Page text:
He also serves as chairman of the Puerto Rico/Caribbean Hurricane Relief & Transition Committee for Miami-Dade Delegation, and supported Spanish-language television production to increase civic awareness among Miami’s Hispanic populations. One of his closest held successes is the co-creation of new programs to reduce violence among at-risk youth in our community.
A dedicated public servant, retired police captain, and proud veteran, Robert has fought hard for working families, students, and the environment. The Community Newspapers endorses his goal of continuing to do good work for the people of Florida by being re-elected to District 118 this fall.
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The Florida College Democrats have endorsed Sanjay Patel for his run for Congress and Margaret Good, Anna Eskamani, and Mark Lipton in Florida House races, the organization announced.
Patel, running in Florida’s 8th Congressional District along the Space Coast against longtime incumbent Republican U.S. Rep. Bill Posey, was the only congressional candidate picked for the College Dems’ endorsements.
“Patel is a dedicated grassroots activist and has helped Brevard Dems rise to the ranks as one of the biggest grassroots organizations in the state. Brevard Dems knocked the most doors in any county of Florida and fundraising doubled under the Sanjay and Stacey Patel leadership of Brevard Dems,” the College Dems stated in a news release. “Patel is a fighter for progressive values and really shows his message of ‘People over Politics.’ Patel was endorsed recently by Our Revolution.”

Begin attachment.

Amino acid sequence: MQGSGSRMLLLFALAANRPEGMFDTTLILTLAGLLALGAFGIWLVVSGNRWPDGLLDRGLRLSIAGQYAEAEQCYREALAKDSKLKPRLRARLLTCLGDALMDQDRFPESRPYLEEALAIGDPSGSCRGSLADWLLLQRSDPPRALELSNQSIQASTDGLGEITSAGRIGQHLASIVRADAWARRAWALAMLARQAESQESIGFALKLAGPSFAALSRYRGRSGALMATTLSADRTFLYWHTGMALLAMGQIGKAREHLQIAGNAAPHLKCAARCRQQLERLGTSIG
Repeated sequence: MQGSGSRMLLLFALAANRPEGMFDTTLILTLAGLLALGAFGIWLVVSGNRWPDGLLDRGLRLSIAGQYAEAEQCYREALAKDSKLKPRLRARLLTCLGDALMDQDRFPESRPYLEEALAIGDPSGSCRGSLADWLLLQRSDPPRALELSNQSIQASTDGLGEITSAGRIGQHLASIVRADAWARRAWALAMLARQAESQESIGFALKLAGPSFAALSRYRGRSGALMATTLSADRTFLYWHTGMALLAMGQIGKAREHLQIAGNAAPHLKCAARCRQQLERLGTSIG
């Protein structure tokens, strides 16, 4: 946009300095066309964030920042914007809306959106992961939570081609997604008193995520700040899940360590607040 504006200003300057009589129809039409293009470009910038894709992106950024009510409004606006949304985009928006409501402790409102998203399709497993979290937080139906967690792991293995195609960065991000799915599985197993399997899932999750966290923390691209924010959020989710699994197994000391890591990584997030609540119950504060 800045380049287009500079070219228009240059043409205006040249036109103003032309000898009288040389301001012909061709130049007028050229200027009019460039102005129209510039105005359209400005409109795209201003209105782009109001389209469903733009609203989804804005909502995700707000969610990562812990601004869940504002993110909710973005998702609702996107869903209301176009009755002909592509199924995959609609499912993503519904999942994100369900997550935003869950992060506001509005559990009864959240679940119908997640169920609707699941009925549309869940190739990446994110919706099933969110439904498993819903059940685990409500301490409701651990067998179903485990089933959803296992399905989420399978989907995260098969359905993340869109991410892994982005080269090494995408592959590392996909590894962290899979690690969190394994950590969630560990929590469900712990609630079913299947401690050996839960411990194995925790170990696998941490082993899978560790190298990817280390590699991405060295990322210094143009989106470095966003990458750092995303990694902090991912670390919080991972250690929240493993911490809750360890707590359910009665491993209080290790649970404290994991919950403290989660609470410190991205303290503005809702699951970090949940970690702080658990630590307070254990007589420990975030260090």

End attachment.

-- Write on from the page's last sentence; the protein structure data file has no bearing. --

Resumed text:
Eskamani, of Orlando, is seeking a seat opening in Florida House District 47 covering central Orange County. An activist and consultant to a non-profit, Eskamani has Democratic primary competition from Apopka real estate agent Lou Forges, with Stockton Reeves VI and Mikaela Nix competing in the Republican primary.
“We are proud to endorse Anna for her tireless efforts for healthcare, women’s rights and LGBTQ rights. Anna recently received an endorsement from former candidate for president, [Maryland] Gov. Martin O’Malley and was featured on the TIME magazine cover ‘The Avengers.’ Eskamani is young, motivated and ready to bring much needed progressive change to Florida,” the College Dems noted.
Good, of Sarasota, was elected last year in a special election in Florida House District 72. She has no primary opponent but faces the winner of the Jason Miller–Ray Pilon Republican primary.
“Good is an advocate for important issues, such as environmental rights and women’s rights. Good cares deeply about education in this great state of Florida. Good plans to uphold these values and to ‘shake up’ Tallahassee,” the College Democrats stated.
Lipton, of North Fort Myers, is running for the House District 79 seat opening in Lee County. He has no primary opponent and will face the winner of the Matthew Miller–Spencer RoachRepublican primary.